Knock Sensor

So, we have covered what is car diagnostics and the tools that you will need in order to sort out the P0327 code, now let’s take a look at what is a knock sensor in general. A lot of people are confused by this sensor and do not know what it really does. So, let’s elaborate.

So, what is a knock sensor? Well, a knock sensor is simply a microphone that works at specific frequencies and detects abnormalities in the engine work.

So, we can say that the knock sensor is listening all of the time for abnormal sounds inside of the engine block and then helps the engine battle these abnormalities.

The engine knock is a situation where the ignition inside of the cylinders is not particularly good. This situation is known as spark knock, pinking, or simply as a knock.


When this knocking occurs, the ignition of gas inside the cylinder is premature, also known as pre-ignition. And once the pre-ignition occurs and the gas ignites before the end of the stroke, you get that knocking sound to occur.

There could be also a separate unplanned detonation in the combustion chamber which is separate from the controlled detonation from the spark plug. So, when these two detonations collide with each other there is a knocking sound.

This knocking sound can be caused by a few different things. But the most common cause is the carbon deposits, low octane fuel, or simply bad ignition timing of the engine.

And what the knock sensor does is simply listen to abnormalities and send this data to the PCM. Then the PCM adjusts the ignition timing in order to adjust the work of the engine. So, the engine does not knock anymore.

P0327 Knock Sensor Location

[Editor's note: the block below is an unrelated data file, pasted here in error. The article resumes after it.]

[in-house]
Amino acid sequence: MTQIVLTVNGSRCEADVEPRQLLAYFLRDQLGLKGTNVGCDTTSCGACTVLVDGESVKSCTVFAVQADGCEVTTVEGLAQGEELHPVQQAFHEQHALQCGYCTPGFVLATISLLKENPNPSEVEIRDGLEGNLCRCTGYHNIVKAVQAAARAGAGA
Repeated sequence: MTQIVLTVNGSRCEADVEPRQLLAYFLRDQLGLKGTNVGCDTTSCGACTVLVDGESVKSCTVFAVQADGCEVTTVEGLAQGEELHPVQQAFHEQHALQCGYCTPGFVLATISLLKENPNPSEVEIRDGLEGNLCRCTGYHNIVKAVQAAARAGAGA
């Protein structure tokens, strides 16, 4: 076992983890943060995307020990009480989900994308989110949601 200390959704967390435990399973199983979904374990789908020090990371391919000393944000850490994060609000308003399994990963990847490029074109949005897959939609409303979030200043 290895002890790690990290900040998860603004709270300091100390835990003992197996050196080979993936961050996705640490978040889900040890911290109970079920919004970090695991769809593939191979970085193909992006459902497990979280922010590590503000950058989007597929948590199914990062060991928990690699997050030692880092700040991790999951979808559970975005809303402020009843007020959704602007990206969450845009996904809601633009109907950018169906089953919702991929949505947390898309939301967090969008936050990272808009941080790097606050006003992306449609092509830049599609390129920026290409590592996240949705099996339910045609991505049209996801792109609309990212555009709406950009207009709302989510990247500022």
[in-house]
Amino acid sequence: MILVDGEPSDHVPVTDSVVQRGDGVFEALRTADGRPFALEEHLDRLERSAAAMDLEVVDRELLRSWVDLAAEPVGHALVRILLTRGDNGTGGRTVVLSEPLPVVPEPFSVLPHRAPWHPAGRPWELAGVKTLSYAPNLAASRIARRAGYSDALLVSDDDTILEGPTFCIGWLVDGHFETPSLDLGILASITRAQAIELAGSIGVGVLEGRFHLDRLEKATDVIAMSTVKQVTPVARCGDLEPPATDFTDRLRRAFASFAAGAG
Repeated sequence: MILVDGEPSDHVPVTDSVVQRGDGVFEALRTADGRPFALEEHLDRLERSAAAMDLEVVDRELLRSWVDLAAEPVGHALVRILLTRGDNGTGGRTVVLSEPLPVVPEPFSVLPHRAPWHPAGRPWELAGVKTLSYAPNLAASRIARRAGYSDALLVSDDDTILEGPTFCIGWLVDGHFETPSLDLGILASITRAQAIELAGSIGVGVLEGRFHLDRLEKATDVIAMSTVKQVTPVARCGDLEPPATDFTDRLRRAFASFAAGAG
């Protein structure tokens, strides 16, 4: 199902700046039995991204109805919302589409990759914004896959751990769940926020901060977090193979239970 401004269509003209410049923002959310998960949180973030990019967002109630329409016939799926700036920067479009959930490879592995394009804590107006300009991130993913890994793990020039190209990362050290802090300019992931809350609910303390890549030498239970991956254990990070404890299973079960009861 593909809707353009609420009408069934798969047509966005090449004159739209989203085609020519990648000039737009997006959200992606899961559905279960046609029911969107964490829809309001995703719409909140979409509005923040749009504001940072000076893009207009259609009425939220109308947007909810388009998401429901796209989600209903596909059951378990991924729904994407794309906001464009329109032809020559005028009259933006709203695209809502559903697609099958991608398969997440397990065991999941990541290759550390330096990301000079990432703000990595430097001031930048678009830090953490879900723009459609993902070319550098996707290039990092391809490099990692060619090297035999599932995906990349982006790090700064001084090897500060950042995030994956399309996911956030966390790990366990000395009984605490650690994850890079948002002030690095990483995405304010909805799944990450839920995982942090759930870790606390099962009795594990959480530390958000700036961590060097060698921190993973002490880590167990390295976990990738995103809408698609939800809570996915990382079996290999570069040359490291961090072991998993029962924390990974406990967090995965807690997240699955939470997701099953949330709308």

Now that we learned what the knock sensor does before we start elaborating on the P0327 code, let’s take a look at the knock sensor location. Where this sensor is located on your vehicle?

Well, the knock sensor is located only on the engine block. The engine block is basically the core of your internal combustion engine. This is a big solid metal piece where the pistons move up and down.

The knock sensor can often be found somewhere in the middle of the piston travel. This is for the purpose of better noticing the abnormal frequencies inside the cylinder also known as knocks.

But how many of these sensors do you have? If you have an inline engine, like an inline-4, or cars with an inline-6 engine, for example, you only have one of these sensors on your vehicle. Like in this case with the code P0327 code, you get a code for sensor 1. This is the only sensor in this engine.

But in V6, V8, V10, and V12, there are two of these sensors mounted on your car. One of them on the left side of the block and the other on the right side of the block.

So, in this case, you should know which is sensor 1 and which is sensor 2. In order not to confuse the two of them.

Just a hint, sensor 1 is located where cylinder number 1 is located. While sensor 2 is located on the bank where cylinder number 2 is located. This means that this sensor is on the opposite bank.